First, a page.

If you have a child who’s learning ballet you’ve probably heard them talking at lengths about dancing en pointe. It is the dream of a lot of young ballet dancers to strap on their first pointe shoes and pirouette around the room!
So, what is “en pointe”? Remember that titanic scene where Rose asks Jack to hold her dress and stands on the tips of her toes? That’s what en pointe is. It is a French term that simply means “on the tips of the toes”.
Even though most young ballet dancers eagerly await the time when they will get to advance to dancing en pointe, it doesn’t happen at the same time for everyone. Some even never get to do it, and if they do never completely master it. With dancing en pointe being a requirement for professional ballet dancers, it is a very important milestone for any young child aspiring to work with a reputable choreographer. Since it is not a normal human function, it is important to do everything you can to help your child advance safely to that stage from very early on. And that entails correct preparation and a Pre-Pointe Assessment before even starting en pointe.
So, What Is a Pre-Pointe Assessment?
Going en pointe is anything but easy. It requires a significant amount of strength to be able to get into that position and stay there. The dancer must also have enough range of movement in the foot and ankle and use that in combination with their strength to achieve this position. It is easy to get swept up with the beauty and poise in this form of art and overlook all the essential precautions that need to be taken. But a pre-pointe assessment is really important for a developing dancer.
The pre-pointe assessment is meant to assess a dancer’s skills to ensure that they are safe while en pointe. This assessment is conducted by trained therapists who have experience with ballet dancers. These therapists must be qualified health professionals who have prepared for years to gain the necessary skills to offer appropriate diagnosis services.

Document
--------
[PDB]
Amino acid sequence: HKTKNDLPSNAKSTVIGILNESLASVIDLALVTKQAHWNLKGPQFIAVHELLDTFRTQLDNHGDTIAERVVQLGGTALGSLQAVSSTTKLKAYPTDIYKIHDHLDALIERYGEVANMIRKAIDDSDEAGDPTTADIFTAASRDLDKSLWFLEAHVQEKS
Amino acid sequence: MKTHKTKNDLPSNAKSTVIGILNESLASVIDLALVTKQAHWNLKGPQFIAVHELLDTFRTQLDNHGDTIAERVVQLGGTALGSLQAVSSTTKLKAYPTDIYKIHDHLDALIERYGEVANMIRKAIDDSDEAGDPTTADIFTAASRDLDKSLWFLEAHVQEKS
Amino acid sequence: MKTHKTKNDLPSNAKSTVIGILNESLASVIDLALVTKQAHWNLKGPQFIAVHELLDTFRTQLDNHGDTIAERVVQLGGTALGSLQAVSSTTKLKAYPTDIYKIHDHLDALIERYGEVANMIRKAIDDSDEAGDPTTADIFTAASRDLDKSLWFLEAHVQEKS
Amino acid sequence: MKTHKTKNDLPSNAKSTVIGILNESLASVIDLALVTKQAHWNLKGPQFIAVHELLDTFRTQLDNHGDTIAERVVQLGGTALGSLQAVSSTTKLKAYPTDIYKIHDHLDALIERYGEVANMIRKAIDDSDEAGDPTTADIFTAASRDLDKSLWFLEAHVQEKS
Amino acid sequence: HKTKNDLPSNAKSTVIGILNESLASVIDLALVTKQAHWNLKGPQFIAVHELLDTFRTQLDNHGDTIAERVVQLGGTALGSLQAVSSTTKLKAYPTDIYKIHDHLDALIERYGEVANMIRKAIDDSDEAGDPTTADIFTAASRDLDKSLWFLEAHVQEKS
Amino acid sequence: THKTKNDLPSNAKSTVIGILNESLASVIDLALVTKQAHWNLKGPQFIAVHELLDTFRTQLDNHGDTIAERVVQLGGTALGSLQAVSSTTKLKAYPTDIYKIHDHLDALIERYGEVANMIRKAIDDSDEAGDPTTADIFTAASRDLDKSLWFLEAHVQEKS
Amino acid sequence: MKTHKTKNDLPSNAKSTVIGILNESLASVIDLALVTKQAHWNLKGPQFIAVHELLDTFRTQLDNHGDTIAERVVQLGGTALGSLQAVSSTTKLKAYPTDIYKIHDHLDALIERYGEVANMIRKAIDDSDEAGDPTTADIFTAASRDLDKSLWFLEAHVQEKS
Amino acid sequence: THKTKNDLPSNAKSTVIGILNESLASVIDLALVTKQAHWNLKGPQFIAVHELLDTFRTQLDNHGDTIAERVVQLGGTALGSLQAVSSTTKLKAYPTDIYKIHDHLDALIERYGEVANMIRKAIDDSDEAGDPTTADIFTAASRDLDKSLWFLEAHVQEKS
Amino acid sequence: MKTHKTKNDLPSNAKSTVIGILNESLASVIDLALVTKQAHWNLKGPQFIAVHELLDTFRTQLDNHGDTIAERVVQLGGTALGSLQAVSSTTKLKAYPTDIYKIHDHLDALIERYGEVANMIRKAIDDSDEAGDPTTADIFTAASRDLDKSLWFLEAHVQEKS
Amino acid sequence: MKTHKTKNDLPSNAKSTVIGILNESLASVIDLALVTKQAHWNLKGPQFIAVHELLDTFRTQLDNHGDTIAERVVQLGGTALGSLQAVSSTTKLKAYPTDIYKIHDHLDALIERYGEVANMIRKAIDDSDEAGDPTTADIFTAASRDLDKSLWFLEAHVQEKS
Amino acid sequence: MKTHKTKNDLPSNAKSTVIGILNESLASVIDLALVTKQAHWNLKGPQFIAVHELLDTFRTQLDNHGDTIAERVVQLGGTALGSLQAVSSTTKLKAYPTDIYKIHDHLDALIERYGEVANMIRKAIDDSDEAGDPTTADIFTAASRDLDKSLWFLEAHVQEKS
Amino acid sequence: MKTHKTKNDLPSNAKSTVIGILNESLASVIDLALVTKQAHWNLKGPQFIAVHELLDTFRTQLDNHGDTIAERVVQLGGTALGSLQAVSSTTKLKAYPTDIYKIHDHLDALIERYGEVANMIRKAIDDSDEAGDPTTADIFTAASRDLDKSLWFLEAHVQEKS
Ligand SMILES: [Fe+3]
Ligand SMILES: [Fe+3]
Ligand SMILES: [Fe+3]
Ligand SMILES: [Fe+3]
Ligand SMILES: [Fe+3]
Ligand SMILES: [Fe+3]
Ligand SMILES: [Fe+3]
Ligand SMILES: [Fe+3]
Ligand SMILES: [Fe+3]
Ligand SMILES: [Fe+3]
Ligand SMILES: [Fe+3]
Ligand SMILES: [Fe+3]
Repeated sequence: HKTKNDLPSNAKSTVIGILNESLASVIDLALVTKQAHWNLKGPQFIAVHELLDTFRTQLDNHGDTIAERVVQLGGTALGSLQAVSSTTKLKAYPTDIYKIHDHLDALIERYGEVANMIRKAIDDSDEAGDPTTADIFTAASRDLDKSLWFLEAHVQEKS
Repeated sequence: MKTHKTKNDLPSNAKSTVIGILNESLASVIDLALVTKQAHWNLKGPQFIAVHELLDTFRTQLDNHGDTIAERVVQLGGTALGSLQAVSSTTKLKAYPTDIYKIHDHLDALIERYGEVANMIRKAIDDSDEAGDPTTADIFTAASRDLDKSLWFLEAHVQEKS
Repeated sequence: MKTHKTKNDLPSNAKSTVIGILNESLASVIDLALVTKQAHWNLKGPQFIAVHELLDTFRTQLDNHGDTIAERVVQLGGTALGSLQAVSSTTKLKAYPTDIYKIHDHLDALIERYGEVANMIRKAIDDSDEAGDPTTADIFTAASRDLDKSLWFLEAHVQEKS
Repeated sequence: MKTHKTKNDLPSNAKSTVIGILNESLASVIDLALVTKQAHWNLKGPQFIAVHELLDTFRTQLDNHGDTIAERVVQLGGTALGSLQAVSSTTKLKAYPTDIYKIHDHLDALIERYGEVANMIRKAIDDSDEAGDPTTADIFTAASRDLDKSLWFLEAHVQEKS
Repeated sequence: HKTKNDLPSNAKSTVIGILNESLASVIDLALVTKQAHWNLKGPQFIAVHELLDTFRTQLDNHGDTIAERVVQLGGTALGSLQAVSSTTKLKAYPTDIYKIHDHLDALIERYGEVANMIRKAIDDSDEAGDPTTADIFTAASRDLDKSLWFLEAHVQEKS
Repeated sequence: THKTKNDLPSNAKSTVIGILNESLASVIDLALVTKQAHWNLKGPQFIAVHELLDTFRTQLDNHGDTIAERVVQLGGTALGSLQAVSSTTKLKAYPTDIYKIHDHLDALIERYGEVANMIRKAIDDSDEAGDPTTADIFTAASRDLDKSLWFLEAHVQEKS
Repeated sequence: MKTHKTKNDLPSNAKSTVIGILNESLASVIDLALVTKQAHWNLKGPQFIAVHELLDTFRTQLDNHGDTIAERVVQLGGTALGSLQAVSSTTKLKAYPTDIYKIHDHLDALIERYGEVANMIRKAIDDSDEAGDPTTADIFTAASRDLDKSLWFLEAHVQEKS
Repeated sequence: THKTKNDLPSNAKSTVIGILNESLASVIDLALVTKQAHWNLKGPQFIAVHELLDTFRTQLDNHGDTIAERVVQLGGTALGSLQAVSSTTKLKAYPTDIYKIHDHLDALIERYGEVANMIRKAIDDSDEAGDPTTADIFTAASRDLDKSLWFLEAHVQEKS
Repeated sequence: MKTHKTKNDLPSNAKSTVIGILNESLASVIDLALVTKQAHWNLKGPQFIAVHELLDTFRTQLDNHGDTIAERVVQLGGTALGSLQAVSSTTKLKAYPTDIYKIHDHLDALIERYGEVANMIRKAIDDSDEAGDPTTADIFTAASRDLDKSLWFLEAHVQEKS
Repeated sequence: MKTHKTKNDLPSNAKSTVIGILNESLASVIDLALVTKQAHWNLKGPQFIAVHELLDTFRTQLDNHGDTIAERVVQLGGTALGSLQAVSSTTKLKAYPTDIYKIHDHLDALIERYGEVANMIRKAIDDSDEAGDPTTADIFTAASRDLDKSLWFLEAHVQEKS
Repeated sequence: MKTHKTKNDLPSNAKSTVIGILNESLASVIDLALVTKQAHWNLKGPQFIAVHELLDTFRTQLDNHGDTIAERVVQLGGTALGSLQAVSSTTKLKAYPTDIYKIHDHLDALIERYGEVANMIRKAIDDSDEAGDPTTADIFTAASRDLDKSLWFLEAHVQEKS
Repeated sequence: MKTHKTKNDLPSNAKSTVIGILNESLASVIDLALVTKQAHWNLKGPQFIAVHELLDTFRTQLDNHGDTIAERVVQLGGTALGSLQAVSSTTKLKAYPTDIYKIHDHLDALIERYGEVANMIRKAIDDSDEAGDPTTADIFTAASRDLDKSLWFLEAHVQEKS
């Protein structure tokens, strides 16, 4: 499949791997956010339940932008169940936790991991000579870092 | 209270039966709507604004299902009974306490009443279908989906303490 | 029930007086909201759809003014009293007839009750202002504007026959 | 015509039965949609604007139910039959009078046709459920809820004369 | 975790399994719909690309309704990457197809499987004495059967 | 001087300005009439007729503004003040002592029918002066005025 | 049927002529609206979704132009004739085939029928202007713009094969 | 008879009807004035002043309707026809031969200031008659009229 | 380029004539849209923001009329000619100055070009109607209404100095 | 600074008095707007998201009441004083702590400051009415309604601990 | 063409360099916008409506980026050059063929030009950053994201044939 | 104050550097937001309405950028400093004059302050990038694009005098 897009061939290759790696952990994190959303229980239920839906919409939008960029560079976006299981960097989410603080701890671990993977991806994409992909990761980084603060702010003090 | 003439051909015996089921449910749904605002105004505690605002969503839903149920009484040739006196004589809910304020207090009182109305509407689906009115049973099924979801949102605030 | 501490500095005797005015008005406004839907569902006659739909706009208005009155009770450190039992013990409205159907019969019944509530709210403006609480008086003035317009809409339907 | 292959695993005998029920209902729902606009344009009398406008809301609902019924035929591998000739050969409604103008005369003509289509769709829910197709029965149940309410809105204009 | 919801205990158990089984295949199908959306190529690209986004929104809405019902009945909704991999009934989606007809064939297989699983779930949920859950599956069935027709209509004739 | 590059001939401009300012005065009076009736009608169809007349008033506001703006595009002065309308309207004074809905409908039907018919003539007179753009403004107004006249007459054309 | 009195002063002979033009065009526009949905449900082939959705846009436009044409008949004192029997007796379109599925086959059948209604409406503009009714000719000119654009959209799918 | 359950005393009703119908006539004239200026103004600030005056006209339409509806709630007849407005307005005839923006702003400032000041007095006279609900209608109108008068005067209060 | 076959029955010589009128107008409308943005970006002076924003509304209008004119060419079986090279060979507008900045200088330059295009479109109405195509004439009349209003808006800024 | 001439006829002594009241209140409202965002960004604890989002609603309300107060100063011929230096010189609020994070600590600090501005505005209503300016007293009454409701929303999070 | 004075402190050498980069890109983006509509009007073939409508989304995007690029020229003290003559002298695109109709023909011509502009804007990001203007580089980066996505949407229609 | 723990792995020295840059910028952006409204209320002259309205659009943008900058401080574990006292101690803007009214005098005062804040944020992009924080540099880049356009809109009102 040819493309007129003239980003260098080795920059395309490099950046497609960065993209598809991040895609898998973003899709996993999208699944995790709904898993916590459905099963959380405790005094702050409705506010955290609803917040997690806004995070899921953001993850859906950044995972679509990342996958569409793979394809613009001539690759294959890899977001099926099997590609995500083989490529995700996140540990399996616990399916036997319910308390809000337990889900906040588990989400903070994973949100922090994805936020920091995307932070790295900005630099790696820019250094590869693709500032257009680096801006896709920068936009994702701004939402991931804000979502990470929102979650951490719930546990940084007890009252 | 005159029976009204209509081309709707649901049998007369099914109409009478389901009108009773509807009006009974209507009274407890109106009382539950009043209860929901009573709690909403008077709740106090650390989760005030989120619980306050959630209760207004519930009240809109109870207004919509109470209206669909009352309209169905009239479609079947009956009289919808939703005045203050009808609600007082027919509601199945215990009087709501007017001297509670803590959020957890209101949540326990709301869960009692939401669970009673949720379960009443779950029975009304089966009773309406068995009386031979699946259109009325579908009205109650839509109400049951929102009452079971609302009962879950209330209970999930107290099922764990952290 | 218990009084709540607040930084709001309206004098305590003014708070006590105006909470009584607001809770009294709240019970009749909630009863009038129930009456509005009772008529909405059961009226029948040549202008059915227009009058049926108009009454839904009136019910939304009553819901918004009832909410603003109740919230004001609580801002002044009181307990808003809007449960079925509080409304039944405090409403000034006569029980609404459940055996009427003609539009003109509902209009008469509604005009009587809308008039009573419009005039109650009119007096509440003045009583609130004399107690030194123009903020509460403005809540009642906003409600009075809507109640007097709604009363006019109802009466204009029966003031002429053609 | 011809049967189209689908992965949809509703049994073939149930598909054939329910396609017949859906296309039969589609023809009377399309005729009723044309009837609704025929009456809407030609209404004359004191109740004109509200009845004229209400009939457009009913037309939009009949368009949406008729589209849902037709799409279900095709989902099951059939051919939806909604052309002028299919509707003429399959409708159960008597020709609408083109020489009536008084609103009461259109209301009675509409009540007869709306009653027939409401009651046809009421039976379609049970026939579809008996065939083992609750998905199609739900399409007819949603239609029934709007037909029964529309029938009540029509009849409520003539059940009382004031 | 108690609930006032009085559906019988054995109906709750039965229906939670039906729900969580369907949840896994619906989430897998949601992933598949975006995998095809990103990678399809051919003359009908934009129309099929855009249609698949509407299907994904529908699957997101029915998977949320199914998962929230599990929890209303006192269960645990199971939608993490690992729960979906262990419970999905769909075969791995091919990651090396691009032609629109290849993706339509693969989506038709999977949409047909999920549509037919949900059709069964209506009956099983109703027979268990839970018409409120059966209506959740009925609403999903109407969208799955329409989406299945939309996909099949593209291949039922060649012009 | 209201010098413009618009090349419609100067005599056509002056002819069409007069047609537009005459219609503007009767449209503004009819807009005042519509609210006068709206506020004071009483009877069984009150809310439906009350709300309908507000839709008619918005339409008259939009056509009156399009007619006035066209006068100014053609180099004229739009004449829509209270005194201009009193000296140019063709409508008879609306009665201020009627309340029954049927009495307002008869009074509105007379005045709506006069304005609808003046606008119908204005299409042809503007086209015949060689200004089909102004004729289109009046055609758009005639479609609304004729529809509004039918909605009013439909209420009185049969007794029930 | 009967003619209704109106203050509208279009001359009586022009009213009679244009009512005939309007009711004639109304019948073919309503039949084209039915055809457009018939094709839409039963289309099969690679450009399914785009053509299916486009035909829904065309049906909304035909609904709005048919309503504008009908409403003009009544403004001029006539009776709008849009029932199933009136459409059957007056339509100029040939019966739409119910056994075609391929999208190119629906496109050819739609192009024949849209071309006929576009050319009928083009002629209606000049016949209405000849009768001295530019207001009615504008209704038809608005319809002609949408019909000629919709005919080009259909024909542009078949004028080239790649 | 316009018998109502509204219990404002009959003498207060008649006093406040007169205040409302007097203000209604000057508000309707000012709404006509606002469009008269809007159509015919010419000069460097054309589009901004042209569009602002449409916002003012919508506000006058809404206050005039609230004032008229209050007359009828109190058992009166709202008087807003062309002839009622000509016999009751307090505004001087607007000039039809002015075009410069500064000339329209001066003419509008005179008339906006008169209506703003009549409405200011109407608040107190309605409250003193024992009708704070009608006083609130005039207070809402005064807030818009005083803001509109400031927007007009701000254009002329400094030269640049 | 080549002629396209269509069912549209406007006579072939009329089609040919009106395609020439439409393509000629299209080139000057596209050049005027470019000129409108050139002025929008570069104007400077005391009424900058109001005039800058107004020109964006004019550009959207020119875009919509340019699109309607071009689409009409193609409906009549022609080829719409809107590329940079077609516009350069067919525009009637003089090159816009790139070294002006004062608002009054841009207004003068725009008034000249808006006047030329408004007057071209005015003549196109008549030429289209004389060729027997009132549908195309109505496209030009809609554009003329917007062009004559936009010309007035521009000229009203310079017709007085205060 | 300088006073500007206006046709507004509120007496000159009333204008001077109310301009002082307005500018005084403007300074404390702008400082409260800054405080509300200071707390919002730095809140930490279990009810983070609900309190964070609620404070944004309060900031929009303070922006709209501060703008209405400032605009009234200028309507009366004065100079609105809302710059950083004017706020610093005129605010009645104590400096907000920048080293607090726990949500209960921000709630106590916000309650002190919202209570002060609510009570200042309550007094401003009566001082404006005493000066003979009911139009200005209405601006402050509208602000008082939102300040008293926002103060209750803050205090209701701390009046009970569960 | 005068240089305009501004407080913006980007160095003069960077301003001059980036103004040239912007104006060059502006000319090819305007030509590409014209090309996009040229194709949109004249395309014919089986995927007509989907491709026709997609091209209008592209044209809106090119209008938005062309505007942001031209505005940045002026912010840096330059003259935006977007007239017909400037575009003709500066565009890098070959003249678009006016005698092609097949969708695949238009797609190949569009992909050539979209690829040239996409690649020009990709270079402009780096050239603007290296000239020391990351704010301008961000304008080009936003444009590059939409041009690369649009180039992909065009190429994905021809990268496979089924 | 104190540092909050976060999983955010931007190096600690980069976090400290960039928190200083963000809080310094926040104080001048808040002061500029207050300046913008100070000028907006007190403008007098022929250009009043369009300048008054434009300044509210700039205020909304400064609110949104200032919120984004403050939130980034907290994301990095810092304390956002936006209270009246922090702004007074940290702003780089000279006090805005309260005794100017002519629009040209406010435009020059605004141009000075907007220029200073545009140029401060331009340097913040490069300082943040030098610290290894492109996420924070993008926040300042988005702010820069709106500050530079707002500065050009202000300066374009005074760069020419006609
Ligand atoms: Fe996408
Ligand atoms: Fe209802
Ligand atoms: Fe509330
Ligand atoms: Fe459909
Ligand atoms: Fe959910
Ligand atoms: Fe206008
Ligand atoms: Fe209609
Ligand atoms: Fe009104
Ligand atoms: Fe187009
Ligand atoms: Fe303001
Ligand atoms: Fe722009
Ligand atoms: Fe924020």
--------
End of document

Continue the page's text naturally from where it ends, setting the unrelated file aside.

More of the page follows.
What Happens During a Pre-Pointe Assessment?
Therapists who perform pre-pointe assessment have significant experience in the dance industry at many levels. They will determine your child’s readiness for pointe and include the evaluation of the pointe range, the foot control, turnout range and pelvic stability, and core control. This serves to identify areas for improvement and any incorrect techniques that could be harmful once en pointe.
The Areas Assessed During a Pre-Pointe Assessment Are:
Therapists will check that all movements and exercises done are nothing short of perfect. This is important as even the smallest error in soft shoes or demi-pointes can quickly become a large one once en pointe. Any error that is detected during the pre-assessment session will have to be rectified before attempting them en pointe.
In order to go en pointe, the dancer needs to have enough movement in both their feet and ankles so they can rise onto and over the block of the pointe shoe correctly. The therapist will assess both the range of motion, movement and control through the ankles and feet as well as the ankle alignment. A lack of same will not only decrease the dancer’s ability to raise themselves but will also increase the risks of injury as they will put pressures on the wrong muscles.
- Strength and control
It is impossible to get up en pointe and hold the correct positions for an extended period of time if there is an insufficient amount of strength the calf muscles as well as the hip and gluteals, turn out muscles. The therapist will ensure that these muscles are adequately strong to decrease the risks of muscle fatigue and injury.
Should the ballet dancer have poor balance and/or proprioception, they will be exposed to a much higher incidence of injury. (Proprioception is the ability to know where your body is in space.) With the area that comes into contact with the floor being so small when en pointe, any lack of balance and proprioception will be significantly heightened.
For the ballet dancer to go en pointe, it is important that they have to:
- Be of age 12 or more.
- Have a strong stable core.
- Be anatomically sound and have enough range of motion.
- Train for increased strength to control any hypermobility that they have in their feet and ankles.
- Be at least in their fourth year of training.
- Practice ballet at least twice per week.
By determining adequate strength, control and technique this will help to minimise the risk of injuries as pointe shoes place a large amount of stress and pressure on the feet and lower legs.